Gabriela Pavarini (Ethox Centre, Ox Population Health dept.) and HedgePig (Elvina Crowe and Flora Campbell; incorporating nature-based workshop facilitation)

Departing from traditional perceptions of nature as external or separate to humans, our workshop challenges participants to witness the vital, interactive role of urban plants. The artistic duo HedgePig and Ethox researcher Dr Gabriela Pavarini will collaborate on planning and hosting an immersive workshop where participants collectively engage in ethical issues around plant subjectivity before using their senses to explore a London city farm. New audio technology called Plantwave, a device which translates plants’ live electrical signals into music, will enhance the sonic aspects. Drawing from research on multispecies ‘arts of noticing’ and on music as a coevolved system for social bonding, we hope that this project will enhance participants’ awareness of urban natures and cultivate compassion towards plants as lively beings rather than objects or mere scenery.

To tell a story: ethical creativity from perinatal baby loss

Sophie Bertaud (Ethox Centre and Uehiro Centre) and Tamarin Norwood (Author and creative writer; incorporating storytelling and lived experience)

When parents face the devastating news during pregnancy that their baby is affected by a life-limiting condition, their lives are forever changed. The experience of simultaneously facing birth and death makes unique emotional and intellectual demands, and parents suffer further when these are not fully understood by those who support them, whether in healthcare or in the wider social world. This project builds upon the potential of the literary arts to increase empathy by communicating the nuance and emotional force of lived experience, and thus contribute to improved care and societal understanding. We will hear from a diversity of bereaved parents, and together explore how their unique experiences might be interpreted through literary or poetic writing. The quandary at the heart of this creative project is whether, how, and with what consequences the diverse voices of baby loss can be united into a single voice and vision, and what might be gained in shared meaning and empathy through these efforts.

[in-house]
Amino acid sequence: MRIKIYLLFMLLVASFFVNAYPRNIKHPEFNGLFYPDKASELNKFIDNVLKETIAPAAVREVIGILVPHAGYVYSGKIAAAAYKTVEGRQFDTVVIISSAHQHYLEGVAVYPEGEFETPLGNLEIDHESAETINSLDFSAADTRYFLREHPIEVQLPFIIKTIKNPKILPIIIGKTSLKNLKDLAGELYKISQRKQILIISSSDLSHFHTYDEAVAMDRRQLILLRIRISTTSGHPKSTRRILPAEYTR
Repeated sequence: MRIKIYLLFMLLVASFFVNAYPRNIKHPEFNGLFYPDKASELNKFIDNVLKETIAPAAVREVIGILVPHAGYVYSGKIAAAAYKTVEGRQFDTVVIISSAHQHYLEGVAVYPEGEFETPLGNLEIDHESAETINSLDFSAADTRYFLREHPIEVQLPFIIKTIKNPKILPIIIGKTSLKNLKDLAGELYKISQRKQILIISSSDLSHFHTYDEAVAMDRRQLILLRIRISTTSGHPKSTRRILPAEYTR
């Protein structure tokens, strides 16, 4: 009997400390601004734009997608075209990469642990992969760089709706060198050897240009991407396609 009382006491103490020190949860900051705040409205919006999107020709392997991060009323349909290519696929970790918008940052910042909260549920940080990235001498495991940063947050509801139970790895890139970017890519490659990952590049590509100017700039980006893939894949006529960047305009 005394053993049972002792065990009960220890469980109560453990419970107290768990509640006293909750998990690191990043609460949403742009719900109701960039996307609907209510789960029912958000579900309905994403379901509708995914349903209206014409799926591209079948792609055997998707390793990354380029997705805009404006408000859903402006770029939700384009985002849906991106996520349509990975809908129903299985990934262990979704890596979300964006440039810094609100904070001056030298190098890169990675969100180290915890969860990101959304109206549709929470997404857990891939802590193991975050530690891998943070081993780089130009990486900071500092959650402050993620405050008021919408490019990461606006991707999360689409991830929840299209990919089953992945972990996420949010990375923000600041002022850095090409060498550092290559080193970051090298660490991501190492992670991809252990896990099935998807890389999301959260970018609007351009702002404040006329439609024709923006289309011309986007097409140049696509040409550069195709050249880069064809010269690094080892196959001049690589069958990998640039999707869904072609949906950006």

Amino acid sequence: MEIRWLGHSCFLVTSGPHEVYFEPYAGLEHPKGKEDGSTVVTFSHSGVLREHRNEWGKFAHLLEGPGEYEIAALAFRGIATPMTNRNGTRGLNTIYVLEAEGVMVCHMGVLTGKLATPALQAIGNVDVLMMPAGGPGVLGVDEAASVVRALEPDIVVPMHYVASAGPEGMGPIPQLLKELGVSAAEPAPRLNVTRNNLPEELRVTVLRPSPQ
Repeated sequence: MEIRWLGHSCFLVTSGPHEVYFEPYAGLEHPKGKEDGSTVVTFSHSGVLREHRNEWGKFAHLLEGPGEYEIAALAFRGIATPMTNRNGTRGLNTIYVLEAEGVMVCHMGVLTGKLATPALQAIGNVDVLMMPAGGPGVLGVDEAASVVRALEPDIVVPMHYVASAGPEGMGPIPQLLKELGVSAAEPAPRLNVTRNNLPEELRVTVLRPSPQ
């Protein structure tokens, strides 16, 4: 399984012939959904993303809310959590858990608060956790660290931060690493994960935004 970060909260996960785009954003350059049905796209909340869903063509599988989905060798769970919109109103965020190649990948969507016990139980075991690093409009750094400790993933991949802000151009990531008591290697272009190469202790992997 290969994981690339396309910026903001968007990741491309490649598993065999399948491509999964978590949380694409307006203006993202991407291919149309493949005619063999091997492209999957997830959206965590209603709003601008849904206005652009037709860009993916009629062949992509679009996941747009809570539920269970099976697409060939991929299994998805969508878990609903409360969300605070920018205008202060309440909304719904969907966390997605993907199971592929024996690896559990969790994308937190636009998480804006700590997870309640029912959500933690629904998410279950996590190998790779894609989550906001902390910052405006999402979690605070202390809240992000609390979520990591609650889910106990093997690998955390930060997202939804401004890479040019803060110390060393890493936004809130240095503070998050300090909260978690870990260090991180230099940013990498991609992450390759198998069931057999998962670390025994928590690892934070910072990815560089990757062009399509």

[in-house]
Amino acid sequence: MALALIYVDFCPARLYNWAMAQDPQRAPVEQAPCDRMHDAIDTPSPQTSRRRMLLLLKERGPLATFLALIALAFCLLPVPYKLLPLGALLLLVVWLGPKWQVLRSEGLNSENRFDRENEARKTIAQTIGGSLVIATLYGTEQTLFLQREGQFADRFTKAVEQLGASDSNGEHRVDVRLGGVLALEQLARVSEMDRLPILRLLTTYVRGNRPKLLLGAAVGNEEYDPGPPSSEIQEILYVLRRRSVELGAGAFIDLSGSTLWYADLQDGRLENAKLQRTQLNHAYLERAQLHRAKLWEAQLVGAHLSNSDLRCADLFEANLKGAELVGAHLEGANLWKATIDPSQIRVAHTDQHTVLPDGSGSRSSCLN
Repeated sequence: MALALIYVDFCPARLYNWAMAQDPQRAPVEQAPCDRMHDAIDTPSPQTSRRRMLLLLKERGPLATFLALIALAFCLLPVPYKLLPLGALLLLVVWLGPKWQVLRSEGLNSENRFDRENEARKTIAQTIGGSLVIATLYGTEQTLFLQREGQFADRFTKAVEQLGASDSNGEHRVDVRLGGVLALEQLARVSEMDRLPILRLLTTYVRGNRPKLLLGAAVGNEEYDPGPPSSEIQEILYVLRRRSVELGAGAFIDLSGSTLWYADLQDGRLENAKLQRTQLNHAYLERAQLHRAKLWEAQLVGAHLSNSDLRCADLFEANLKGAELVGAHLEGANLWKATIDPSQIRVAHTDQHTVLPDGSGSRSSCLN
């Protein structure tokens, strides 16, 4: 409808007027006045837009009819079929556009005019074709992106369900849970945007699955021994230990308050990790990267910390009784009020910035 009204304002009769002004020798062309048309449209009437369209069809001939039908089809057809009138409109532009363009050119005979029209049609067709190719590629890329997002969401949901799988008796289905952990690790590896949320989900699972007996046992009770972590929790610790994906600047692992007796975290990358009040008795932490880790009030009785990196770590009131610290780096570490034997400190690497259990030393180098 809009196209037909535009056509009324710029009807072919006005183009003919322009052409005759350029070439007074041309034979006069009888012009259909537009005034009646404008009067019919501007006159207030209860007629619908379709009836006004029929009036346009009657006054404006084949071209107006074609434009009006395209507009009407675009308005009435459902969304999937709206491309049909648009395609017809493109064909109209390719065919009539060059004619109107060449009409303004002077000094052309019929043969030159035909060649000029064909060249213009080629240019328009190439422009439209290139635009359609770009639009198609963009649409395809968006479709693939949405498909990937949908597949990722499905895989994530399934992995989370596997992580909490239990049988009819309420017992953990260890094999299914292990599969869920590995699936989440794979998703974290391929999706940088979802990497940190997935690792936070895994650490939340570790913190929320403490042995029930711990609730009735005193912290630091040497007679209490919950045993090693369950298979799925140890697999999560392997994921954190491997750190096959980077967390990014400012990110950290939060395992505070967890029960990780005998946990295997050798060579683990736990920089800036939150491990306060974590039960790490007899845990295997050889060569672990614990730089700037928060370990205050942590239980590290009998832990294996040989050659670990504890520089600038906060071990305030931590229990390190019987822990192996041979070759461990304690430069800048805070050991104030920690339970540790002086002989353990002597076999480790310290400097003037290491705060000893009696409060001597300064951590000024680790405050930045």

Empathising with the monster?

Lisa Forsberg (Uehiro Centre, Dept. Philosophy) and Donna Han (Installation and Performative Artist; incorporating drawings, writings and sculptures in a virtual exhibition)

This project will generate new artworks consisting of drawings, writings and small sculptures that explore the ethics of using medical and psychotherapeutic interventions in order to rehabilitate criminal offenders. More specifically, the project will look at ‘chemical castration’ and psychotherapy programmes to treat sex offenders, and interventions to treat violent offenders. Being such a contentious topic, it is commonplace that the ethical dilemmas in this area are rarely discussed in the public forum. Sensitivity to the topic is understandable, but emotional reactions may reduce a general understanding of the current approach to treatment and its efficacy. The project will explore how we should view interventions on such offenders: Are they a form of punishment? Are they a form of therapy or medical treatment? Should or should they not benefit offenders? Does it matter, morally, whether they are punishment or treatment? When is it morally permissible to change someone’s mind, personality, or preferences?